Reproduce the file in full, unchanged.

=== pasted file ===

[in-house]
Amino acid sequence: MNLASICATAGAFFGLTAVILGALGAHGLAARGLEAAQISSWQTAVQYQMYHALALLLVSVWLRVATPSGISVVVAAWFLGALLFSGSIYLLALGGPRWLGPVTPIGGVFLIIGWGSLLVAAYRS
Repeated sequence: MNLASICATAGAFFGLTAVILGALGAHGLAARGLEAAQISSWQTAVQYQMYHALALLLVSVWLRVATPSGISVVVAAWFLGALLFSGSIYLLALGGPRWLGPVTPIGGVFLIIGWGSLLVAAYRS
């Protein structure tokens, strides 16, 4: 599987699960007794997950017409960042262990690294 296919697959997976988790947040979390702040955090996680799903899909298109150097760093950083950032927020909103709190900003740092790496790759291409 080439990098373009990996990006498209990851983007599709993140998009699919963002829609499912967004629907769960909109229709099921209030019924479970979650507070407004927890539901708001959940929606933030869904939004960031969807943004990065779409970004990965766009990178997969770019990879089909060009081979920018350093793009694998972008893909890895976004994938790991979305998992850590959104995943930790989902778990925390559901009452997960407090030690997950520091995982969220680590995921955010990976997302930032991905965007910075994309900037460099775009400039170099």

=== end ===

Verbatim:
[in-house]
Amino acid sequence: MNLASICATAGAFFGLTAVILGALGAHGLAARGLEAAQISSWQTAVQYQMYHALALLLVSVWLRVATPSGISVVVAAWFLGALLFSGSIYLLALGGPRWLGPVTPIGGVFLIIGWGSLLVAAYRS
Repeated sequence: MNLASICATAGAFFGLTAVILGALGAHGLAARGLEAAQISSWQTAVQYQMYHALALLLVSVWLRVATPSGISVVVAAWFLGALLFSGSIYLLALGGPRWLGPVTPIGGVFLIIGWGSLLVAAYRS
């Protein structure tokens, strides 16, 4: 599987699960007794997950017409960042262990690294 296919697959997976988790947040979390702040955090996680799903899909298109150097760093950083950032927020909103709190900003740092790496790759291409 080439990098373009990996990006498209990851983007599709993140998009699919963002829609499912967004629907769960909109229709099921209030019924479970979650507070407004927890539901708001959940929606933030869904939004960031969807943004990065779409970004990965766009990178997969770019990879089909060009081979920018350093793009694998972008893909890895976004994938790991979305998992850590959104995943930790989902778990925390559901009452997960407090030690997950520091995982969220680590995921955010990976997302930032991905965007910075994309900037460099775009400039170099």